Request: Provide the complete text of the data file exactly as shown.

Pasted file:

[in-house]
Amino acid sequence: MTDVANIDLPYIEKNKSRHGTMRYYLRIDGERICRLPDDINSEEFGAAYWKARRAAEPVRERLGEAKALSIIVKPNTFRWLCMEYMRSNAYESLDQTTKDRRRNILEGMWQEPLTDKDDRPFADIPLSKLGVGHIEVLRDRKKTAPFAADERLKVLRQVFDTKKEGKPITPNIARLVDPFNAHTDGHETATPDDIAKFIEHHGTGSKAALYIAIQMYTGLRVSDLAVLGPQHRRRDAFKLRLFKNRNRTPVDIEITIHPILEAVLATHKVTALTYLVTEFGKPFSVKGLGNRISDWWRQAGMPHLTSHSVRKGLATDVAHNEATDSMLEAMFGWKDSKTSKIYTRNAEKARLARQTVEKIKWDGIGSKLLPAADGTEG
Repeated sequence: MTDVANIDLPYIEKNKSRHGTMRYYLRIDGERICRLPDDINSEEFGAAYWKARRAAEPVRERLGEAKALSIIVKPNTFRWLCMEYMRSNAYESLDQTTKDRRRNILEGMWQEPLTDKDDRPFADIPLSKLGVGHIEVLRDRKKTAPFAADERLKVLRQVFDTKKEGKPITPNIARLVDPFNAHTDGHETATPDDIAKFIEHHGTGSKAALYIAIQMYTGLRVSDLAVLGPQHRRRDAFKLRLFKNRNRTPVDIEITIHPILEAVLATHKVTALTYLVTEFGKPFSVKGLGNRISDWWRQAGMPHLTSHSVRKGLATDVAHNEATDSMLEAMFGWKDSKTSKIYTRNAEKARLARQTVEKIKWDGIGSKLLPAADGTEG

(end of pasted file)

[in-house]
Amino acid sequence: MTDVANIDLPYIEKNKSRHGTMRYYLRIDGERICRLPDDINSEEFGAAYWKARRAAEPVRERLGEAKALSIIVKPNTFRWLCMEYMRSNAYESLDQTTKDRRRNILEGMWQEPLTDKDDRPFADIPLSKLGVGHIEVLRDRKKTAPFAADERLKVLRQVFDTKKEGKPITPNIARLVDPFNAHTDGHETATPDDIAKFIEHHGTGSKAALYIAIQMYTGLRVSDLAVLGPQHRRRDAFKLRLFKNRNRTPVDIEITIHPILEAVLATHKVTALTYLVTEFGKPFSVKGLGNRISDWWRQAGMPHLTSHSVRKGLATDVAHNEATDSMLEAMFGWKDSKTSKIYTRNAEKARLARQTVEKIKWDGIGSKLLPAADGTEG
Repeated sequence: MTDVANIDLPYIEKNKSRHGTMRYYLRIDGERICRLPDDINSEEFGAAYWKARRAAEPVRERLGEAKALSIIVKPNTFRWLCMEYMRSNAYESLDQTTKDRRRNILEGMWQEPLTDKDDRPFADIPLSKLGVGHIEVLRDRKKTAPFAADERLKVLRQVFDTKKEGKPITPNIARLVDPFNAHTDGHETATPDDIAKFIEHHGTGSKAALYIAIQMYTGLRVSDLAVLGPQHRRRDAFKLRLFKNRNRTPVDIEITIHPILEAVLATHKVTALTYLVTEFGKPFSVKGLGNRISDWWRQAGMPHLTSHSVRKGLATDVAHNEATDSMLEAMFGWKDSKTSKIYTRNAEKARLARQTVEKIKWDGIGSKLLPAADGTEG